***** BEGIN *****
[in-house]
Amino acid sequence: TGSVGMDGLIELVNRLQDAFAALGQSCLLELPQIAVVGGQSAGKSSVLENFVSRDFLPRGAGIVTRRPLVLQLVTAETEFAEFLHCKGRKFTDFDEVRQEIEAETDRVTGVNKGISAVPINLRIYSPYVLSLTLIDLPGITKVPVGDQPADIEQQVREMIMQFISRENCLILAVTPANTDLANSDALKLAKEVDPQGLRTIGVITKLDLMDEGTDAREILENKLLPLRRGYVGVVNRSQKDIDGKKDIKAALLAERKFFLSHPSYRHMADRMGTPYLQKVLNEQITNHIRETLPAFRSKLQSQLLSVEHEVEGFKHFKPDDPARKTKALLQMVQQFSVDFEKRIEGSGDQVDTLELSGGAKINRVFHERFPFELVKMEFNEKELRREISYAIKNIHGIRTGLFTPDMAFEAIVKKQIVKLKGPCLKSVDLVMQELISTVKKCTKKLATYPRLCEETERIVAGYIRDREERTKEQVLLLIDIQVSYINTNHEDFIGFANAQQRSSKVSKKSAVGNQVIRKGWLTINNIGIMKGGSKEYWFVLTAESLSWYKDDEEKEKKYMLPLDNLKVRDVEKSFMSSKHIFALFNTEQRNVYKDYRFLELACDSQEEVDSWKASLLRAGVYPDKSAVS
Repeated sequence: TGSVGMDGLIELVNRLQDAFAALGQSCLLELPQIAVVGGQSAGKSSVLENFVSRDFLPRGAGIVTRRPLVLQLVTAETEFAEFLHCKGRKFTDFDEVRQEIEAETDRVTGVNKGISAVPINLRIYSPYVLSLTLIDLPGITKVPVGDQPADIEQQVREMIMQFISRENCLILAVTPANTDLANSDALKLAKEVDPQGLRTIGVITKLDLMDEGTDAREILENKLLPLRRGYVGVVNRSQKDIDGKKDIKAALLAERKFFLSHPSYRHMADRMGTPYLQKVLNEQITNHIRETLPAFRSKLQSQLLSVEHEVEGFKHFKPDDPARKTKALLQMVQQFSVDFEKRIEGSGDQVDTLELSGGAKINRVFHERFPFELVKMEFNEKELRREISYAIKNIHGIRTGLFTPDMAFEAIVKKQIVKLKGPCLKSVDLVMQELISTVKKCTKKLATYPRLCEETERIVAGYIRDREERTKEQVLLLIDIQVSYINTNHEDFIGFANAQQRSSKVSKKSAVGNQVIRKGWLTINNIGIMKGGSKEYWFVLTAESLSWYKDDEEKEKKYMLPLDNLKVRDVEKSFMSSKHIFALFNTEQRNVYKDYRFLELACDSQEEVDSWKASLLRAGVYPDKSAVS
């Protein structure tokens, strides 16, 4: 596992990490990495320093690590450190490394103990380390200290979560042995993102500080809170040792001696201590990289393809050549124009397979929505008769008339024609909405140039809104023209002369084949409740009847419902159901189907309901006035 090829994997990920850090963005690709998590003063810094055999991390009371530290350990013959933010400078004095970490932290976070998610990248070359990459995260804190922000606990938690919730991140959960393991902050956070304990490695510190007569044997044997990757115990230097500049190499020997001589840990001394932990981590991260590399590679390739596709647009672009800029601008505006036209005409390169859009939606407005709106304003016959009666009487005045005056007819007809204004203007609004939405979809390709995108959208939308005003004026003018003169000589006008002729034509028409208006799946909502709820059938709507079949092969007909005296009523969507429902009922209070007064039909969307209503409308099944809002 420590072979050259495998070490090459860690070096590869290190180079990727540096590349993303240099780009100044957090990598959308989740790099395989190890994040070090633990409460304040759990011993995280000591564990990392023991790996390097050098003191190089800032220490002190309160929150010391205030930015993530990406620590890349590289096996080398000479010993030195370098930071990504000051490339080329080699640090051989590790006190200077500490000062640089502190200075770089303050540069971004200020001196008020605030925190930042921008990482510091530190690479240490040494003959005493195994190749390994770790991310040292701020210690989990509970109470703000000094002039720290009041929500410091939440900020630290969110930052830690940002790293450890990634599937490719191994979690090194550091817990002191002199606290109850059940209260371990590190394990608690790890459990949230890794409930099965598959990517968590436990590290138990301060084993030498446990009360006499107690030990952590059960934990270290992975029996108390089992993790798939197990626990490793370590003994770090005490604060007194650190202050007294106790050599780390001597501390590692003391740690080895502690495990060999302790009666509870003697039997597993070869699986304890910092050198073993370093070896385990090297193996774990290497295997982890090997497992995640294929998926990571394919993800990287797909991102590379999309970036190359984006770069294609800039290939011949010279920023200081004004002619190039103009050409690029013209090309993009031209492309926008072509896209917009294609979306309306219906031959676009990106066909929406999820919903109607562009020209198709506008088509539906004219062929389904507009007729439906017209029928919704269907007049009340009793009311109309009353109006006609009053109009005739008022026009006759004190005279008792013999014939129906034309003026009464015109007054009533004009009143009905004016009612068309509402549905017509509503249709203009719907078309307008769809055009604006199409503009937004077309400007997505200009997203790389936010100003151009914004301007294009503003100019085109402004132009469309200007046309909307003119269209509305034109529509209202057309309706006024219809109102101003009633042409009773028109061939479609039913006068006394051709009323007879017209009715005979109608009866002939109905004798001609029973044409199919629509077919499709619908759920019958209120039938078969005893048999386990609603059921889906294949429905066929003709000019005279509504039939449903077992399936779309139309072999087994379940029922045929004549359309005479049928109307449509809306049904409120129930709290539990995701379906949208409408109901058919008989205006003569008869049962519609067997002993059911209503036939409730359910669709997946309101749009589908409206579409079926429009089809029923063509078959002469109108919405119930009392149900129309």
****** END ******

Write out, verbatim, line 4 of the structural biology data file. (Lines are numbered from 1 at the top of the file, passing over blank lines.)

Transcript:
């Protein structure tokens, strides 16, 4: 596992990490990495320093690590450190490394103990380390200290979560042995993102500080809170040792001696201590990289393809050549124009397979929505008769008339024609909405140039809104023209002369084949409740009847419902159901189907309901006035 090829994997990920850090963005690709998590003063810094055999991390009371530290350990013959933010400078004095970490932290976070998610990248070359990459995260804190922000606990938690919730991140959960393991902050956070304990490695510190007569044997044997990757115990230097500049190499020997001589840990001394932990981590991260590399590679390739596709647009672009800029601008505006036209005409390169859009939606407005709106304003016959009666009487005045005056007819007809204004203007609004939405979809390709995108959208939308005003004026003018003169000589006008002729034509028409208006799946909502709820059938709507079949092969007909005296009523969507429902009922209070007064039909969307209503409308099944809002 420590072979050259495998070490090459860690070096590869290190180079990727540096590349993303240099780009100044957090990598959308989740790099395989190890994040070090633990409460304040759990011993995280000591564990990392023991790996390097050098003191190089800032220490002190309160929150010391205030930015993530990406620590890349590289096996080398000479010993030195370098930071990504000051490339080329080699640090051989590790006190200077500490000062640089502190200075770089303050540069971004200020001196008020605030925190930042921008990482510091530190690479240490040494003959005493195994190749390994770790991310040292701020210690989990509970109470703000000094002039720290009041929500410091939440900020630290969110930052830690940002790293450890990634599937490719191994979690090194550091817990002191002199606290109850059940209260371990590190394990608690790890459990949230890794409930099965598959990517968590436990590290138990301060084993030498446990009360006499107690030990952590059960934990270290992975029996108390089992993790798939197990626990490793370590003994770090005490604060007194650190202050007294106790050599780390001597501390590692003391740690080895502690495990060999302790009666509870003697039997597993070869699986304890910092050198073993370093070896385990090297193996774990290497295997982890090997497992995640294929998926990571394919993800990287797909991102590379999309970036190359984006770069294609800039290939011949010279920023200081004004002619190039103009050409690029013209090309993009031209492309926008072509896209917009294609979306309306219906031959676009990106066909929406999820919903109607562009020209198709506008088509539906004219062929389904507009007729439906017209029928919704269907007049009340009793009311109309009353109006006609009053109009005739008022026009006759004190005279008792013999014939129906034309003026009464015109007054009533004009009143009905004016009612068309509402549905017509509503249709203009719907078309307008769809055009604006199409503009937004077309400007997505200009997203790389936010100003151009914004301007294009503003100019085109402004132009469309200007046309909307003119269209509305034109529509209202057309309706006024219809109102101003009633042409009773028109061939479609039913006068006394051709009323007879017209009715005979109608009866002939109905004798001609029973044409199919629509077919499709619908759920019958209120039938078969005893048999386990609603059921889906294949429905066929003709000019005279509504039939449903077992399936779309139309072999087994379940029922045929004549359309005479049928109307449509809306049904409120129930709290539990995701379906949208409408109901058919008989205006003569008869049962519609067997002993059911209503036939409730359910669709997946309101749009589908409206579409079926429009089809029923063509078959002469109108919405119930009392149900129309």